Political observations

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Donald Trump:  Something we should all remember: last year at this time, no one gave Trump a chance at winning the GOP nomination. I say this, because with the exception of two polls, Trump would appear to have no shot at the White House since they show him trailing Hillary by over ten points. Trump thrives on being the underdog. He may not win in the fall, but he will put Hillary through one hell of a campaign.

Hillary Clinton: I have no intention of voting for Trump because he has yet to put forth any single plan with any real details that I think he can accomplish. That, and I have always thought of him as an ass. However, Hillary will not be getting my vote either. If I had been on the fence about her before, I would have definitely jumped off after watching her interview with Anderson Cooper. She has yet to lock up her party’s nomination and yet acts as though she is already headed to the White House. Any candidate who acts as entitled as she does will not get my vote. I do not even want to think of how she will act if she does become president. One thing for sure, you can bet she will think she is above the law.

Money: It seems politics all too often comes down to money. Assuming Clinton does get the Democratic nomination, you have a candidate who has relied entirely on the financial support of big money donors, as well as her party’s use of super delegates, to get to where she is at.  She has been accused of chasing huge speaking fees from the very institutions she claims she will go after if elected. The foundation she and her husband have established have received massive sums of money from leaders with horrific records on human rights. And yet, she will represent the party that traditionally claims to represent the poor and mistreated.

On the other side, there is billionaire Donald Trump, a candidate who claims his campaign is self-funded, has bragged about his wealth and is credited for tapping into the growing anger and frustrations found in Americans who are fed up with the status quo. He is a child of wealth whose words have offended women, minorities, and foreigners and yet he continues to gain in popularity.

We have an election where a woman who came from a modest background stands to be accused of being out of touch with the common voter because she is more interested in chasing money pitted against a man of extreme privilege who is seen as connecting with voters who feel fed up, with no one looking out for their well being.

Now you know why there are so many voters who are undecided. Who can wade through all this mess?

Delegates: Where would we be if Democrats did not rely on super delegates to ensure a continuance of their establishment politics? Well, even with them, it makes California a major player in the nomination process for a change. This has to be home field advantage for Hillary with all the time Bill spent out here wooing big money liberals when he was president. He will rely heavily on those same people to come through for Hillary. However, our governor, Jerry Brown, is far more in line with Bernie Sanders and is less than thrilled with having to select a candidate to support. Deep down, he envisions a nation much like California has turned into, one that taxes and regulates the hell out of the wealthy and opens itself to all the poor while trying to remain at the cutting edge of technology. California voters should take note to see which way he swings because Brown has to be desiring a cabinet position after he leaves Sacramento.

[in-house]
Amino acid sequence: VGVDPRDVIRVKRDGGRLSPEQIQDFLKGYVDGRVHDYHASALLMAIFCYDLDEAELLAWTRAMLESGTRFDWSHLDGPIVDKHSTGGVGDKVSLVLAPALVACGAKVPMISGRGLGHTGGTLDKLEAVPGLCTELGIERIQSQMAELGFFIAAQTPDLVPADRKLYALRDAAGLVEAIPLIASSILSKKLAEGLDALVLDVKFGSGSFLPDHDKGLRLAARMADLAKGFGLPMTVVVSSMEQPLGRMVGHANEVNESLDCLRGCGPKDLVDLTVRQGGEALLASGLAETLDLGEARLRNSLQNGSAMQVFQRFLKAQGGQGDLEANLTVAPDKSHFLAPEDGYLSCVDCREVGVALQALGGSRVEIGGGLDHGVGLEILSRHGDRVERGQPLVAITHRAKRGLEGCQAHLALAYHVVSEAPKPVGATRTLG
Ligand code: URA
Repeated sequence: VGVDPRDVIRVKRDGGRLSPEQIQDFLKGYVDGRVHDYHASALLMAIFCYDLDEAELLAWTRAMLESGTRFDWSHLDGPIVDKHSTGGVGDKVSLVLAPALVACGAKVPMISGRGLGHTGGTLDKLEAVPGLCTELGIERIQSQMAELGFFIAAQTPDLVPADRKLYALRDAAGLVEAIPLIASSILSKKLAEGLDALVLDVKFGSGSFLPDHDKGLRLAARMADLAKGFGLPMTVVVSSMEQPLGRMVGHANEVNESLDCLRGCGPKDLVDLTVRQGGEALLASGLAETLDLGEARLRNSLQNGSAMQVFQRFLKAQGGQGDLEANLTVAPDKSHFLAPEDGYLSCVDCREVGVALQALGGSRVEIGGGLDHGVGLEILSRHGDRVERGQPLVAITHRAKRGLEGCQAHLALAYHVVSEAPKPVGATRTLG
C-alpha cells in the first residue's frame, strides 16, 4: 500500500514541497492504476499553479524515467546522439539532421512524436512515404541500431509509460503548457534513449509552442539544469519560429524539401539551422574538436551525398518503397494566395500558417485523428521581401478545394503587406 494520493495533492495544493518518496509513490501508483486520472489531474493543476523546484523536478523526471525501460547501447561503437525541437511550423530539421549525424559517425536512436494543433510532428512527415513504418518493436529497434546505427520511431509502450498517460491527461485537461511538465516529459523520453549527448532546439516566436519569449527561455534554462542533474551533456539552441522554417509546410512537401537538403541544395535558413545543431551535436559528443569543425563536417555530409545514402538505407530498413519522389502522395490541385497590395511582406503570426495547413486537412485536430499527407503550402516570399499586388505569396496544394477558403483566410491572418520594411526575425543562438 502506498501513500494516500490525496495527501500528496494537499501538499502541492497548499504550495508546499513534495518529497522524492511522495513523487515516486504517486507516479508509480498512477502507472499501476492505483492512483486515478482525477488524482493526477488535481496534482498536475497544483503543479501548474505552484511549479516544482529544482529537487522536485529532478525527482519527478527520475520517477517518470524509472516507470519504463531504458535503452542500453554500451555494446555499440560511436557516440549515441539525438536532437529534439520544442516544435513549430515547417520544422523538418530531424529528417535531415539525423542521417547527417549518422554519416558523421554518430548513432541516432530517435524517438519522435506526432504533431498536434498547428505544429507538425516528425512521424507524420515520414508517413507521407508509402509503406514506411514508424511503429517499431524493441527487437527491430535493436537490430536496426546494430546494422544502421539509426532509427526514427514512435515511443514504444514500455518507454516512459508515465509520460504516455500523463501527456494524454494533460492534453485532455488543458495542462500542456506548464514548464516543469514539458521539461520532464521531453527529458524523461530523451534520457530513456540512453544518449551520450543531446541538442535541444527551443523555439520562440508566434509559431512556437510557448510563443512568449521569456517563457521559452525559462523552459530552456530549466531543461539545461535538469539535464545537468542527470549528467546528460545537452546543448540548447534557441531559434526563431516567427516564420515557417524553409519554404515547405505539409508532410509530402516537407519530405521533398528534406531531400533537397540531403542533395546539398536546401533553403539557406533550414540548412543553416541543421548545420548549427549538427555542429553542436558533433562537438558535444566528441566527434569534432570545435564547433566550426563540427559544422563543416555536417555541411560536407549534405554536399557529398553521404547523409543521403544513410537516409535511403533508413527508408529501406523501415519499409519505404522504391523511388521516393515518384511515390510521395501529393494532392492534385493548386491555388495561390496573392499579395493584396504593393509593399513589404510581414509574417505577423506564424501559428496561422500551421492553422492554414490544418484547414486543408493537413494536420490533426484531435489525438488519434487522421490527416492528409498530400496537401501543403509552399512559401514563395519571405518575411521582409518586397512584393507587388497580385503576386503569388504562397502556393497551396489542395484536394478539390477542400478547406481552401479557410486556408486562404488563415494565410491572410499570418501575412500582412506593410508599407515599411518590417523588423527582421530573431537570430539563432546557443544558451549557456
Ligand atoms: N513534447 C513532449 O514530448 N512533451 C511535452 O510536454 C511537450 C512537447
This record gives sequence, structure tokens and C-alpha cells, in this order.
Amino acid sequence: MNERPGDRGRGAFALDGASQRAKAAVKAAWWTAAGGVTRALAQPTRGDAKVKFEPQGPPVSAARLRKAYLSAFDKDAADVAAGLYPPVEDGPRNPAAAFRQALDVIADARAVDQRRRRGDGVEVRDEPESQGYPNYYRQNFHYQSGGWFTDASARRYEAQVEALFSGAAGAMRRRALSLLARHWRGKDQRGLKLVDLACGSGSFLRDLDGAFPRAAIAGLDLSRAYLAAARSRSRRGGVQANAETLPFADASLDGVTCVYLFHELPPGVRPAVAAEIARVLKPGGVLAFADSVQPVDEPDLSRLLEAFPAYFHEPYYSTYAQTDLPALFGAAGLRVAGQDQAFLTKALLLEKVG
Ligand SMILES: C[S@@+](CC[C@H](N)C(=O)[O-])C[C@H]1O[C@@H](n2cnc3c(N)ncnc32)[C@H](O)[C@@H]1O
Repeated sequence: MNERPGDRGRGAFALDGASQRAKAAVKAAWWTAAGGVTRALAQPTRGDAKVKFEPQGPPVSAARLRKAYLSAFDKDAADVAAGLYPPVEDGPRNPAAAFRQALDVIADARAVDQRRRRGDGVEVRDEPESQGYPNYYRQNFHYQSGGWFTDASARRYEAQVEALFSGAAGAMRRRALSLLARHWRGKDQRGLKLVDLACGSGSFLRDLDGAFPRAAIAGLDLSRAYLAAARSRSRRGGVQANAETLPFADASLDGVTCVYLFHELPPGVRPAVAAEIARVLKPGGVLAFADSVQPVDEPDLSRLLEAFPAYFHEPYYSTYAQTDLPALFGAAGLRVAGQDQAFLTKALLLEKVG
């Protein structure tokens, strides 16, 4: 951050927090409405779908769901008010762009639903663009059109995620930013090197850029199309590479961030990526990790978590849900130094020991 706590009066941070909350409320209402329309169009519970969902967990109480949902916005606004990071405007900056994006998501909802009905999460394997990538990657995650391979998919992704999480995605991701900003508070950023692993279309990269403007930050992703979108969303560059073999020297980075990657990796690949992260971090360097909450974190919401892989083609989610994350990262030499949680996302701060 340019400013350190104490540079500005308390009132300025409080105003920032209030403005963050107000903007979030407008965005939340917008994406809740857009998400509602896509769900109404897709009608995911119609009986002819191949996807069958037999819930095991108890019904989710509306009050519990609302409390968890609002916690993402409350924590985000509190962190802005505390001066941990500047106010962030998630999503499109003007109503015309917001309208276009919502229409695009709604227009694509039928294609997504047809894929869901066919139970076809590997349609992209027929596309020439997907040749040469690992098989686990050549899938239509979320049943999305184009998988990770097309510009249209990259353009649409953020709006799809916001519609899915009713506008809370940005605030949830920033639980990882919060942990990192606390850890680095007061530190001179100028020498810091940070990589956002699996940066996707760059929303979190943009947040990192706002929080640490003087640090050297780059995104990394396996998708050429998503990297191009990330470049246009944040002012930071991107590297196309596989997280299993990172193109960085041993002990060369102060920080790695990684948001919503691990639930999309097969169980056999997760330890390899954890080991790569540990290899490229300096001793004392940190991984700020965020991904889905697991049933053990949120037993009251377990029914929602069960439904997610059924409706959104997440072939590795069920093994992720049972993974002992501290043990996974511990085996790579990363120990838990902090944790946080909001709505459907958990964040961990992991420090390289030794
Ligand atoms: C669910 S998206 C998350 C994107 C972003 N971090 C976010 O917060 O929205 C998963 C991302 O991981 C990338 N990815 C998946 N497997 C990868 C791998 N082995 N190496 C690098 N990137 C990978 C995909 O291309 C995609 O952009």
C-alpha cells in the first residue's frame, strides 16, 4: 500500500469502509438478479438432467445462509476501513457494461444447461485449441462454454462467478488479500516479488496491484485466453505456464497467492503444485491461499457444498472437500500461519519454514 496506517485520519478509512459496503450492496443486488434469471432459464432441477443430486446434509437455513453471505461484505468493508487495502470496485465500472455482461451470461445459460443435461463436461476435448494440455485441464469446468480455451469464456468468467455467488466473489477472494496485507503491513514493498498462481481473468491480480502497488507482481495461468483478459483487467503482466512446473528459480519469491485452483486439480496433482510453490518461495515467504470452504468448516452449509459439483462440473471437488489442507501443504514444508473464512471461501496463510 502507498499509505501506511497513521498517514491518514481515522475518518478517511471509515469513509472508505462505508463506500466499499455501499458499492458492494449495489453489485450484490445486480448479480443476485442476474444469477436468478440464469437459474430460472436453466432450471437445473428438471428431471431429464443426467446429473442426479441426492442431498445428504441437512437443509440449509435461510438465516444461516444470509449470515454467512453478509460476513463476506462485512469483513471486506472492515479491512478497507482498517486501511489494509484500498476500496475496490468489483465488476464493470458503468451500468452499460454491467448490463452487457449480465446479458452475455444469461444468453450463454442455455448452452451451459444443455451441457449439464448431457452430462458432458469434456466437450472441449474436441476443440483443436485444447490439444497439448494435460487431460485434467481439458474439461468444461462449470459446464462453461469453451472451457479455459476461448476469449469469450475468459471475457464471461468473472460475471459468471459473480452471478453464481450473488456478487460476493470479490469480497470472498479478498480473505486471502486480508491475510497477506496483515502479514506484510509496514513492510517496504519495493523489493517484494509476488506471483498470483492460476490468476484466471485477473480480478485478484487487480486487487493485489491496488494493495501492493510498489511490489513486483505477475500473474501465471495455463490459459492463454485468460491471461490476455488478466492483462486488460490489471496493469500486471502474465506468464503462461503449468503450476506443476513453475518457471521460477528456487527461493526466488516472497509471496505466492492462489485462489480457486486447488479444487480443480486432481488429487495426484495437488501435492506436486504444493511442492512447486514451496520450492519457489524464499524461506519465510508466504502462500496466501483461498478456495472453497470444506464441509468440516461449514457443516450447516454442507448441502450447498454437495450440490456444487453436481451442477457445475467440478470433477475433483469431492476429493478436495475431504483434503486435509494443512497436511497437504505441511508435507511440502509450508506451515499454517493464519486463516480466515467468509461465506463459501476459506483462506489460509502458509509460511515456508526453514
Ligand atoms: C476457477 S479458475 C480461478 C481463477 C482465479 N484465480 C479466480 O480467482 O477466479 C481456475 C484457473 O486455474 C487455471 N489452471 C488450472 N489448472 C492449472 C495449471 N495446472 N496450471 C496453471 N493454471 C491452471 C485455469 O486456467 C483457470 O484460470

Then there is the GOP, the party that wishes it relied on super delegates so they would not have Donald Trump to deal with. Perhaps if they had, they could be running one of the more traditional 16 candidates who failed to defeat Trump and then we would have a more traditional election between two bland people who fail to excite the American voter. What would media giants like CNN and Fox News have to focus on if that were the case?

Divided We Stand: No matter who ends up in the White House, we will be a more divided nation than we were when Obama was first elected. Neither Clinton or Trump are known for healing wounds and bringing people together. They are where they are because of their ability to divide and conquer, which in itself is far more concerning to our nation’s health than the amount of money there is in politics.

These wounds will fester throughout the first term of whoever wins in November. Not only that, the expectations placed on the winner will be enormous and frustrated voters will not be inclined to just place the blame on the losing party for nothing getting done.

Whoever is elected in November stands to have no honeymoon period with the public or Congress and is very likely to be a one term president. This is especially true for Hillary since she will have represented 12 years of Democratic rule in the White House. Don’t think for one minute that Mitch McConnell is not willing to stall Hillary another four years from getting a Supreme Court Justice placed. There is no respect for history or our Constitution by any of our elected leaders. The mind set is kill or be killed, circle your wagons and hunker down — and ignore what is best for the nation, all in the name of annihilating your enemy.

It’s going to get uglier before it gets better.